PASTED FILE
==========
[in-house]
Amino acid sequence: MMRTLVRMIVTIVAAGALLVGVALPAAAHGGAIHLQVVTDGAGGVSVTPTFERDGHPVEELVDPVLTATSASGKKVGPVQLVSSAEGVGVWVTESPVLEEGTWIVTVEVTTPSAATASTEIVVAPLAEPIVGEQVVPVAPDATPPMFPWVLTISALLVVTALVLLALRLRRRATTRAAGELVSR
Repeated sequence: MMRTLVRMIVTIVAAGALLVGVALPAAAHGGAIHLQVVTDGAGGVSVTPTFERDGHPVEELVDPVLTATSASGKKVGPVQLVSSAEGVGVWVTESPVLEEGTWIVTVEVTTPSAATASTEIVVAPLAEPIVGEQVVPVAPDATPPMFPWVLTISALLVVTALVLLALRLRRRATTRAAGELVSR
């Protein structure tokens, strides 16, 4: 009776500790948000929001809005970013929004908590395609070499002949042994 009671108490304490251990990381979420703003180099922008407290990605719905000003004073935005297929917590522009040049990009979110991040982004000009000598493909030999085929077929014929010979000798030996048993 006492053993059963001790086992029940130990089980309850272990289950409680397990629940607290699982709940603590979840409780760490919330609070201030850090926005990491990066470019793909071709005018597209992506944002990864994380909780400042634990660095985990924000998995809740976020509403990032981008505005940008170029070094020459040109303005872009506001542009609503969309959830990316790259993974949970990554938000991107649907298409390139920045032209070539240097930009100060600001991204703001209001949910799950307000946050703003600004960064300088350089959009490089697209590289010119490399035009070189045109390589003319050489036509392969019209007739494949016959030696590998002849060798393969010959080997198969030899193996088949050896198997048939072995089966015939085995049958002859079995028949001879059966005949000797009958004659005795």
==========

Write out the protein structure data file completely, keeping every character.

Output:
[in-house]
Amino acid sequence: MMRTLVRMIVTIVAAGALLVGVALPAAAHGGAIHLQVVTDGAGGVSVTPTFERDGHPVEELVDPVLTATSASGKKVGPVQLVSSAEGVGVWVTESPVLEEGTWIVTVEVTTPSAATASTEIVVAPLAEPIVGEQVVPVAPDATPPMFPWVLTISALLVVTALVLLALRLRRRATTRAAGELVSR
Repeated sequence: MMRTLVRMIVTIVAAGALLVGVALPAAAHGGAIHLQVVTDGAGGVSVTPTFERDGHPVEELVDPVLTATSASGKKVGPVQLVSSAEGVGVWVTESPVLEEGTWIVTVEVTTPSAATASTEIVVAPLAEPIVGEQVVPVAPDATPPMFPWVLTISALLVVTALVLLALRLRRRATTRAAGELVSR
């Protein structure tokens, strides 16, 4: 009776500790948000929001809005970013929004908590395609070499002949042994 009671108490304490251990990381979420703003180099922008407290990605719905000003004073935005297929917590522009040049990009979110991040982004000009000598493909030999085929077929014929010979000798030996048993 006492053993059963001790086992029940130990089980309850272990289950409680397990629940607290699982709940603590979840409780760490919330609070201030850090926005990491990066470019793909071709005018597209992506944002990864994380909780400042634990660095985990924000998995809740976020509403990032981008505005940008170029070094020459040109303005872009506001542009609503969309959830990316790259993974949970990554938000991107649907298409390139920045032209070539240097930009100060600001991204703001209001949910799950307000946050703003600004960064300088350089959009490089697209590289010119490399035009070189045109390589003319050489036509392969019209007739494949016959030696590998002849060798393969010959080997198969030899193996088949050896198997048939072995089966015939085995049958002859079995028949001879059966005949000797009958004659005795």